Lyth Hishmeh kept feeling ill months after contracting coronavirus a year ago in March. He had chest pain and couldn’t concentrate. At 26 years old, the former regular runner was fatigued and breathless, struggling to function properly. Yet medical professionals kept telling him he simply could not still be ill.
“They were telling me it’s all in my head,” he said. For Hishmeh who lives in London and many sufferers of long Covid, proving they are sick has become a big part of trying to get better.
Another Londoner, Monique Jackson, has lost count of the number of times her pain was described as ‘just anxiety.’ The 32-year old illustrator was repeatedly told by medical professionals to go to the accidents and emergency, only to be discharged soon after. “I felt like I was wasting people’s time, that people either didn’t believe me … or the ones who were sympathetic and supportive said ‘we don’t know, it’s a new disease and we just don’t know,'” she said.
Learning that they were not alone, that other people were experiencing the same issues, was a huge revelation for both Hishmeh and Jackson. This was not just in their heads. They were not imagining the pain. They really were sick.
Long Covid, also called post-Covid syndrome, is shaping up to be a major, long-term public health issue. In the UK alone, almost 700,000 people reported having symptoms for at least three months after getting infected with Covid-19, according to a survey done by the UK Office for National Statistics in March. A majority of the 700,000 said their illness was limiting their day-to-day activities and for almost 70,000, the symptoms have lasted for more than a year.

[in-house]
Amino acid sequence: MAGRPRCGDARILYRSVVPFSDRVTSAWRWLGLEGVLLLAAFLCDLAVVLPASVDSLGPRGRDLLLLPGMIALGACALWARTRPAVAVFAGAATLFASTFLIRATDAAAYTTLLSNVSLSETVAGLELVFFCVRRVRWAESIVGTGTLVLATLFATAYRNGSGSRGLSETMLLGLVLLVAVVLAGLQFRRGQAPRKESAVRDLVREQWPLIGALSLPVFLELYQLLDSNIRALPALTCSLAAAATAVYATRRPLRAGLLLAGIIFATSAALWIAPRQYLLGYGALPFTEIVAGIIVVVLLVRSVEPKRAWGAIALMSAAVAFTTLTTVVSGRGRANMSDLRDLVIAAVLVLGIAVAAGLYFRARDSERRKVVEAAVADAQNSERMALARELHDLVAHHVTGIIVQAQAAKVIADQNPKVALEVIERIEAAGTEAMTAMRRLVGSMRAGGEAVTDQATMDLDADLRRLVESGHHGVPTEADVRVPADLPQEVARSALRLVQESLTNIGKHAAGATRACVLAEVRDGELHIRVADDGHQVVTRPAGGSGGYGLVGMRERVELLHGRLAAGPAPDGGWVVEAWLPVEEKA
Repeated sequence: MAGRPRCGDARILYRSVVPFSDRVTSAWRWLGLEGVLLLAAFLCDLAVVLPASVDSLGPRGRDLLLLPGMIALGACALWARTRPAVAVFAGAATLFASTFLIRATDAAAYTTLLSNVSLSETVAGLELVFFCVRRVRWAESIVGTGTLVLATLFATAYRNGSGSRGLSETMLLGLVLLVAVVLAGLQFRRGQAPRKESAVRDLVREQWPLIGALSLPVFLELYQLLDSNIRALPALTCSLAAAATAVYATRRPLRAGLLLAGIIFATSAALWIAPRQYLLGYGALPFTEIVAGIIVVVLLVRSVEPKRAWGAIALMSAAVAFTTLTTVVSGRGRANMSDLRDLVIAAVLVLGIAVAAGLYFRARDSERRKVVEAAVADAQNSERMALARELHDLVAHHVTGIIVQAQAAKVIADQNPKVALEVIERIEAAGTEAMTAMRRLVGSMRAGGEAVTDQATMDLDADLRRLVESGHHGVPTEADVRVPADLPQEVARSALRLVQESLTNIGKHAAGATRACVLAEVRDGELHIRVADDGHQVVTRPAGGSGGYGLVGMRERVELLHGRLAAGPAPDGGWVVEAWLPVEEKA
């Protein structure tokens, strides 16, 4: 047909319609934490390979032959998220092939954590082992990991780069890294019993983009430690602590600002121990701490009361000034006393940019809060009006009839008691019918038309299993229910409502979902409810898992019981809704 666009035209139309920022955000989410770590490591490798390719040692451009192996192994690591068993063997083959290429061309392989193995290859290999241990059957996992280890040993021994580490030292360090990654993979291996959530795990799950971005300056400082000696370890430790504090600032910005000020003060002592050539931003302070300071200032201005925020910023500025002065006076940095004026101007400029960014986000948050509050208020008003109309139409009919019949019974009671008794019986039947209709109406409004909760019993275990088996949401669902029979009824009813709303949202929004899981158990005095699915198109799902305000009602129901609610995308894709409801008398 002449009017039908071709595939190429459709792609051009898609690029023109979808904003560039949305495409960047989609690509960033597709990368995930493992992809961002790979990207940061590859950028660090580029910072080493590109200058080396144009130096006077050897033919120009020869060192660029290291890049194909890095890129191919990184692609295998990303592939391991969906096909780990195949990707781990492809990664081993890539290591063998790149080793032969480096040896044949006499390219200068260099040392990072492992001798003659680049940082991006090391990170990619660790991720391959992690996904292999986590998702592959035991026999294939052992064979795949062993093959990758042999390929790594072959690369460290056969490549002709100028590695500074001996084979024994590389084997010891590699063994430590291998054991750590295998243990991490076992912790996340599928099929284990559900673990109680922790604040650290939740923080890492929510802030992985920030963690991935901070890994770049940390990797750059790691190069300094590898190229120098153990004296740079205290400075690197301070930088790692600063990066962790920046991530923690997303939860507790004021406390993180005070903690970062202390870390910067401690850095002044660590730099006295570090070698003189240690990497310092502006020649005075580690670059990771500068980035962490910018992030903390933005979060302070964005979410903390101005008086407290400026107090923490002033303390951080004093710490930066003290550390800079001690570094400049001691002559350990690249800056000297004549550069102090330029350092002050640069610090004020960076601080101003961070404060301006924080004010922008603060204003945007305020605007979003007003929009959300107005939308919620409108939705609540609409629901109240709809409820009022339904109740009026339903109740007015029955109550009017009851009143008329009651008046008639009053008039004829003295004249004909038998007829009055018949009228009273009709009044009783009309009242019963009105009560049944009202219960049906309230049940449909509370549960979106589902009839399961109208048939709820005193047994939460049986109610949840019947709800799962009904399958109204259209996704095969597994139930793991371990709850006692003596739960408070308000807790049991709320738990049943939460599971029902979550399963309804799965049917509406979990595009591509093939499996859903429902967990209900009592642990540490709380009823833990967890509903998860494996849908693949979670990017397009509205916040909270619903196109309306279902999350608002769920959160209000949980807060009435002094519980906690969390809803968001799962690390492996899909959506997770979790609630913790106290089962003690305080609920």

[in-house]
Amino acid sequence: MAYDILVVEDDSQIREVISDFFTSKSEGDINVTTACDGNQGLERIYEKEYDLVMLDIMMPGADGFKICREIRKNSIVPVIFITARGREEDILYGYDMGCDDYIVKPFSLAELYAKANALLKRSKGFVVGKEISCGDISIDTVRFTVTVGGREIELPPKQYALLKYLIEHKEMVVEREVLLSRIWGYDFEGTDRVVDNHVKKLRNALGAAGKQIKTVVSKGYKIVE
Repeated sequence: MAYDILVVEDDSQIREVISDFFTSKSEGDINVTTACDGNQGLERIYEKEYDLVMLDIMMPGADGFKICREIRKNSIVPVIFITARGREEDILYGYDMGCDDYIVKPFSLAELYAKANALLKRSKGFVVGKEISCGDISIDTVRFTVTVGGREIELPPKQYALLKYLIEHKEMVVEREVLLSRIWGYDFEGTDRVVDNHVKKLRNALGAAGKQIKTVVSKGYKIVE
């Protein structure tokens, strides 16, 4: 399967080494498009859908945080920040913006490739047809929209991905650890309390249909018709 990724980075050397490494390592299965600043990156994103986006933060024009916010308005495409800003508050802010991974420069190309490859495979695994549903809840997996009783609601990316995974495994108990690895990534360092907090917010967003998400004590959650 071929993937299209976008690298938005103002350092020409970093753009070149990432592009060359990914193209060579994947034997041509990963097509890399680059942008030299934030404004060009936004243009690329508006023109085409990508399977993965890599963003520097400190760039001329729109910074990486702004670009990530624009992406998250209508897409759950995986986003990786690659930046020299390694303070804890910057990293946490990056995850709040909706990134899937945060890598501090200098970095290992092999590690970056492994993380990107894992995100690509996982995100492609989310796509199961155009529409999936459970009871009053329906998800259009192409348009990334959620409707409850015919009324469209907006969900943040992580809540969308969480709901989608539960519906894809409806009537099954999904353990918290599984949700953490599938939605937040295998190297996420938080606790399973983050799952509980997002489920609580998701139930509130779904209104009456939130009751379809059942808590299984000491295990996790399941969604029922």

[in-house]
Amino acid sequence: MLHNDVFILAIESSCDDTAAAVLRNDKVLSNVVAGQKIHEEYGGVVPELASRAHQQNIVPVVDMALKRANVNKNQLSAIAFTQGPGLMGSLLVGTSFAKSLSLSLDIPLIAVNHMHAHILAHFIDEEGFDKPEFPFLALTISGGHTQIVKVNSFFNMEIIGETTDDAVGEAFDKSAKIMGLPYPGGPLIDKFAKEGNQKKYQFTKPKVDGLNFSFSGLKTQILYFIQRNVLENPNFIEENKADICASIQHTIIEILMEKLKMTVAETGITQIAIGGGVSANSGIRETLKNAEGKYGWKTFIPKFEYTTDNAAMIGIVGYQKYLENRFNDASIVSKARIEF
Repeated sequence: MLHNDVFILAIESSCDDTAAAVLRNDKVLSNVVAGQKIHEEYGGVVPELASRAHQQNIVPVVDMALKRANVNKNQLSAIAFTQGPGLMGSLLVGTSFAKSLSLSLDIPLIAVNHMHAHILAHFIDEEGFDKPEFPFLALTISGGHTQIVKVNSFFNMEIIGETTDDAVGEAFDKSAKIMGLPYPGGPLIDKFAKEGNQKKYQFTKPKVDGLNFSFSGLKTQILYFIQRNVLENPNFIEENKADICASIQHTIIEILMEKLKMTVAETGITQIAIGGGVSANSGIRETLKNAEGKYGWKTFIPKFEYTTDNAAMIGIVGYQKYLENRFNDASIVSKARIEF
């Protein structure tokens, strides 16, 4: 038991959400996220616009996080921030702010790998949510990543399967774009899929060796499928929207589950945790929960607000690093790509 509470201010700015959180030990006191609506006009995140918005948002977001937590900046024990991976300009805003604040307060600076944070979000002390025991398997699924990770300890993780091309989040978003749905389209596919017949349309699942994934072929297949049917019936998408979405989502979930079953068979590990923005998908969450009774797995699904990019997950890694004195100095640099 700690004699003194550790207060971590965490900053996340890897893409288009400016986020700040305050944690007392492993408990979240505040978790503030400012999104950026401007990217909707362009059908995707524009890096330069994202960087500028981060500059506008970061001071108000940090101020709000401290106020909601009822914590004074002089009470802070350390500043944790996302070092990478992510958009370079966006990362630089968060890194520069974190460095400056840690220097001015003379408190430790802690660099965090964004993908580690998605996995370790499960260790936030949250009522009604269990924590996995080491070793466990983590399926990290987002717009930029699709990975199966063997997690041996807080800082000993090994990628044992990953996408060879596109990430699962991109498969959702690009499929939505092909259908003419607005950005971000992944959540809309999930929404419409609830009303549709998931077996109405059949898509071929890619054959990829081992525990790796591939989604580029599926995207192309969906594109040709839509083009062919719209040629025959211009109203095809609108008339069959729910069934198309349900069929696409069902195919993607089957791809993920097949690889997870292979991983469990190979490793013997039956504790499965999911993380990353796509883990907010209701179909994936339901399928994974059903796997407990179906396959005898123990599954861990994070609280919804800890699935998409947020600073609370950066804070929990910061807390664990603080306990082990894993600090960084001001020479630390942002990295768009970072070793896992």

A separate study published last month showed that seven in 10 people who had been hospitalized for Covid-19 have not fully recovered five months after being discharged.
While the figures made big headlines, they did not come as a surprise to those suffering from long Covid and their doctors.
About 10% suffer long-term
Dr. Manoj Sivan, an associate clinical professor and consultant at University of Leeds, was one of the first physicians to start writing about Covid long haulers last spring. As a rehabilitation medicine expert, he knew previous epidemics of SARS and MERS left some patients suffering with post-viral syndromes a long time after the epidemics were declared to be over. He was seeing the same patterns with the coronavirus.
“Anyone who’s recovering from Covid is expected to make a good recovery, a full recovery, within four to six weeks,” he said. “In about 10% to 20% of people, the symptoms can linger beyond the four to six week period and in about 10% of people, the symptoms can persist even beyond 12 weeks, when it becomes a real problem.”
Sivan said that while symptoms can vary from patient to patient, there are some that appear to be very common. “I would say the big five are fatigue, breathlessness, pain, brain fog, and psychological problems,” he continued.
Many patients also experience symptoms associated with dysautonomia, which is caused by an imbalance in the autonomic nervous system and which can include palpitations, dizziness, and psychological problems like anxiety, depression and PTSD, Sivan added. Some people have had rashes and joint swelling and some have developed new allergies.
The vast number of different symptoms make long Covid a particularly worrying public health problem.
“When you look at chronic pain, or, let’s say, hypertension or diabetes, they are big problems, they’re prevalent in the population and they’re costly, however, there is very streamlined way of managing them — you go to the GP, you got high blood pressure, you get put on drug A, if that doesn’t work, they add drug B, so there’s a protocol, there are clinics and a single clinician can manage it.”
That’s not the case with long Covid, he said. “You need a full set of professionals, a multidisciplinary team, which is very expensive, and it’s very difficult to set up and to deal with,” he said.
The National Health Service (NHS) in England has set up around 70 long Covid clinics. But demand is much, much higher than the number of places available. Monique Jackson said that while she has been fortunate to find doctors who were helpful and understanding, she has not been able to get into this type of clinics.